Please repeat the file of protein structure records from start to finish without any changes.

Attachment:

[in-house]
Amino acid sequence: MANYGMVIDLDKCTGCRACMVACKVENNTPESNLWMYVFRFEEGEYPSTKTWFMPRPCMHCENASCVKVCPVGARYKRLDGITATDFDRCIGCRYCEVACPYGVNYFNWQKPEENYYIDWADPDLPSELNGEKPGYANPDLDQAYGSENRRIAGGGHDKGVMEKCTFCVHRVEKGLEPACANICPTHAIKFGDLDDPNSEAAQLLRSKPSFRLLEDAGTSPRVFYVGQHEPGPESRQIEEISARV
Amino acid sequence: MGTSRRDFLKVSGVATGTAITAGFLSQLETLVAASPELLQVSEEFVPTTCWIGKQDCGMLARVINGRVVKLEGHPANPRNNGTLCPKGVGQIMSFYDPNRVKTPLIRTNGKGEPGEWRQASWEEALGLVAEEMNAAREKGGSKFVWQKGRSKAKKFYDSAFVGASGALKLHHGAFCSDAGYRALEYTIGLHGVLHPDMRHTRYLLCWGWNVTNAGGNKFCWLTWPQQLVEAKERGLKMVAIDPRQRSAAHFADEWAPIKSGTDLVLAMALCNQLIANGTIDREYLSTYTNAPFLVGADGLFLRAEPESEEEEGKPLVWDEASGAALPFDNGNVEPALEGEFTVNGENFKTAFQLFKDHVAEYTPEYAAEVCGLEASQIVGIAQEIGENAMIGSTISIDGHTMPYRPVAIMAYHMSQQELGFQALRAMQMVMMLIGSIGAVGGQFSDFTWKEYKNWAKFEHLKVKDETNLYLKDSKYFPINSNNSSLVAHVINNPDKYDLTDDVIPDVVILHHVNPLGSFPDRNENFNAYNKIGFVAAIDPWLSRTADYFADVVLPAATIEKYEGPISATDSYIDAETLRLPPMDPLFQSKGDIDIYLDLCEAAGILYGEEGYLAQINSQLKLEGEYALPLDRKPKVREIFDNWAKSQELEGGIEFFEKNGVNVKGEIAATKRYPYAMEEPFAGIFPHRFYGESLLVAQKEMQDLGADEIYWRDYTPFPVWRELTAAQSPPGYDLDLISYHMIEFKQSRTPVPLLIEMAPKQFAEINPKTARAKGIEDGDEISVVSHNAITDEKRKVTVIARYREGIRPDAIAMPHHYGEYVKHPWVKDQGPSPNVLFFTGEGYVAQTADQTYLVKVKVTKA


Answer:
[in-house]
Amino acid sequence: MANYGMVIDLDKCTGCRACMVACKVENNTPESNLWMYVFRFEEGEYPSTKTWFMPRPCMHCENASCVKVCPVGARYKRLDGITATDFDRCIGCRYCEVACPYGVNYFNWQKPEENYYIDWADPDLPSELNGEKPGYANPDLDQAYGSENRRIAGGGHDKGVMEKCTFCVHRVEKGLEPACANICPTHAIKFGDLDDPNSEAAQLLRSKPSFRLLEDAGTSPRVFYVGQHEPGPESRQIEEISARV
Amino acid sequence: MGTSRRDFLKVSGVATGTAITAGFLSQLETLVAASPELLQVSEEFVPTTCWIGKQDCGMLARVINGRVVKLEGHPANPRNNGTLCPKGVGQIMSFYDPNRVKTPLIRTNGKGEPGEWRQASWEEALGLVAEEMNAAREKGGSKFVWQKGRSKAKKFYDSAFVGASGALKLHHGAFCSDAGYRALEYTIGLHGVLHPDMRHTRYLLCWGWNVTNAGGNKFCWLTWPQQLVEAKERGLKMVAIDPRQRSAAHFADEWAPIKSGTDLVLAMALCNQLIANGTIDREYLSTYTNAPFLVGADGLFLRAEPESEEEEGKPLVWDEASGAALPFDNGNVEPALEGEFTVNGENFKTAFQLFKDHVAEYTPEYAAEVCGLEASQIVGIAQEIGENAMIGSTISIDGHTMPYRPVAIMAYHMSQQELGFQALRAMQMVMMLIGSIGAVGGQFSDFTWKEYKNWAKFEHLKVKDETNLYLKDSKYFPINSNNSSLVAHVINNPDKYDLTDDVIPDVVILHHVNPLGSFPDRNENFNAYNKIGFVAAIDPWLSRTADYFADVVLPAATIEKYEGPISATDSYIDAETLRLPPMDPLFQSKGDIDIYLDLCEAAGILYGEEGYLAQINSQLKLEGEYALPLDRKPKVREIFDNWAKSQELEGGIEFFEKNGVNVKGEIAATKRYPYAMEEPFAGIFPHRFYGESLLVAQKEMQDLGADEIYWRDYTPFPVWRELTAAQSPPGYDLDLISYHMIEFKQSRTPVPLLIEMAPKQFAEINPKTARAKGIEDGDEISVVSHNAITDEKRKVTVIARYREGIRPDAIAMPHHYGEYVKHPWVKDQGPSPNVLFFTGEGYVAQTADQTYLVKVKVTKA